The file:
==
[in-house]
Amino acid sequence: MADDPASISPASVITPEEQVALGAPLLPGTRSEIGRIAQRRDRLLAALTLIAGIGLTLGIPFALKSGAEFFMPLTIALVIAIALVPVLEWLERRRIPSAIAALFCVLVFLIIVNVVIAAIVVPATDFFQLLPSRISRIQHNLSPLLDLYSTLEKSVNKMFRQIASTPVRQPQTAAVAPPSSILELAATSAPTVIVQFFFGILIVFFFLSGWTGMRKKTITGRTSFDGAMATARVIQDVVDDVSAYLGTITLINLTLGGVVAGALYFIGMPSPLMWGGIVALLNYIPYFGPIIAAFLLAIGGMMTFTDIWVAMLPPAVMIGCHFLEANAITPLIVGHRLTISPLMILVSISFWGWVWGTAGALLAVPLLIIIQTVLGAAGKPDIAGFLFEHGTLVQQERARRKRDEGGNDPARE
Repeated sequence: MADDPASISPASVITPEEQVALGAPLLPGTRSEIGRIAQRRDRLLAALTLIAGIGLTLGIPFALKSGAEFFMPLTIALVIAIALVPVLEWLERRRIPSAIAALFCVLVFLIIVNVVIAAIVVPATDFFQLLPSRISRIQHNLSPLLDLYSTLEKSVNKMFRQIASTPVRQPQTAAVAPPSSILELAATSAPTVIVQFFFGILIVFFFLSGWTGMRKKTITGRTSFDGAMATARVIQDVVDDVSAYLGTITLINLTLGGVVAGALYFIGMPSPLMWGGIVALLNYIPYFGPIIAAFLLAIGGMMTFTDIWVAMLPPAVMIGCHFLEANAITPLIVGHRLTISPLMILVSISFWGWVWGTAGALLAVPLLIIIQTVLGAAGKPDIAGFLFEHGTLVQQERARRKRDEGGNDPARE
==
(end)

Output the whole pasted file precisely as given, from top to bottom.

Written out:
[in-house]
Amino acid sequence: MADDPASISPASVITPEEQVALGAPLLPGTRSEIGRIAQRRDRLLAALTLIAGIGLTLGIPFALKSGAEFFMPLTIALVIAIALVPVLEWLERRRIPSAIAALFCVLVFLIIVNVVIAAIVVPATDFFQLLPSRISRIQHNLSPLLDLYSTLEKSVNKMFRQIASTPVRQPQTAAVAPPSSILELAATSAPTVIVQFFFGILIVFFFLSGWTGMRKKTITGRTSFDGAMATARVIQDVVDDVSAYLGTITLINLTLGGVVAGALYFIGMPSPLMWGGIVALLNYIPYFGPIIAAFLLAIGGMMTFTDIWVAMLPPAVMIGCHFLEANAITPLIVGHRLTISPLMILVSISFWGWVWGTAGALLAVPLLIIIQTVLGAAGKPDIAGFLFEHGTLVQQERARRKRDEGGNDPARE
Repeated sequence: MADDPASISPASVITPEEQVALGAPLLPGTRSEIGRIAQRRDRLLAALTLIAGIGLTLGIPFALKSGAEFFMPLTIALVIAIALVPVLEWLERRRIPSAIAALFCVLVFLIIVNVVIAAIVVPATDFFQLLPSRISRIQHNLSPLLDLYSTLEKSVNKMFRQIASTPVRQPQTAAVAPPSSILELAATSAPTVIVQFFFGILIVFFFLSGWTGMRKKTITGRTSFDGAMATARVIQDVVDDVSAYLGTITLINLTLGGVVAGALYFIGMPSPLMWGGIVALLNYIPYFGPIIAAFLLAIGGMMTFTDIWVAMLPPAVMIGCHFLEANAITPLIVGHRLTISPLMILVSISFWGWVWGTAGALLAVPLLIIIQTVLGAAGKPDIAGFLFEHGTLVQQERARRKRDEGGNDPARE